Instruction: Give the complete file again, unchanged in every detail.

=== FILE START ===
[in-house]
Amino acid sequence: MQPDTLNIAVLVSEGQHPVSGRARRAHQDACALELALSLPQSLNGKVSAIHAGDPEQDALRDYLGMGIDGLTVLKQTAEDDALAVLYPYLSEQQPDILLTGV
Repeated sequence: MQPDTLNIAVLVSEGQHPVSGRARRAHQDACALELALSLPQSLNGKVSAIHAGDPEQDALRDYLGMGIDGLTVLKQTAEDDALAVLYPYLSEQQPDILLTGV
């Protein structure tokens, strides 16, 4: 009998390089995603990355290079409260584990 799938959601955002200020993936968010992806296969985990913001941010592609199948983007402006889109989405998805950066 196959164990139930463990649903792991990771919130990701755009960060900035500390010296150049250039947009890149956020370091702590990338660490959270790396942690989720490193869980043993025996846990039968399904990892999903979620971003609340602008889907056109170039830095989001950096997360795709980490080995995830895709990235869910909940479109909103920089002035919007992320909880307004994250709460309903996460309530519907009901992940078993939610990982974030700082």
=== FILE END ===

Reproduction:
[in-house]
Amino acid sequence: MQPDTLNIAVLVSEGQHPVSGRARRAHQDACALELALSLPQSLNGKVSAIHAGDPEQDALRDYLGMGIDGLTVLKQTAEDDALAVLYPYLSEQQPDILLTGV
Repeated sequence: MQPDTLNIAVLVSEGQHPVSGRARRAHQDACALELALSLPQSLNGKVSAIHAGDPEQDALRDYLGMGIDGLTVLKQTAEDDALAVLYPYLSEQQPDILLTGV
């Protein structure tokens, strides 16, 4: 009998390089995603990355290079409260584990 799938959601955002200020993936968010992806296969985990913001941010592609199948983007402006889109989405998805950066 196959164990139930463990649903792991990771919130990701755009960060900035500390010296150049250039947009890149956020370091702590990338660490959270790396942690989720490193869980043993025996846990039968399904990892999903979620971003609340602008889907056109170039830095989001950096997360795709980490080995995830895709990235869910909940479109909103920089002035919007992320909880307004994250709460309903996460309530519907009901992940078993939610990982974030700082």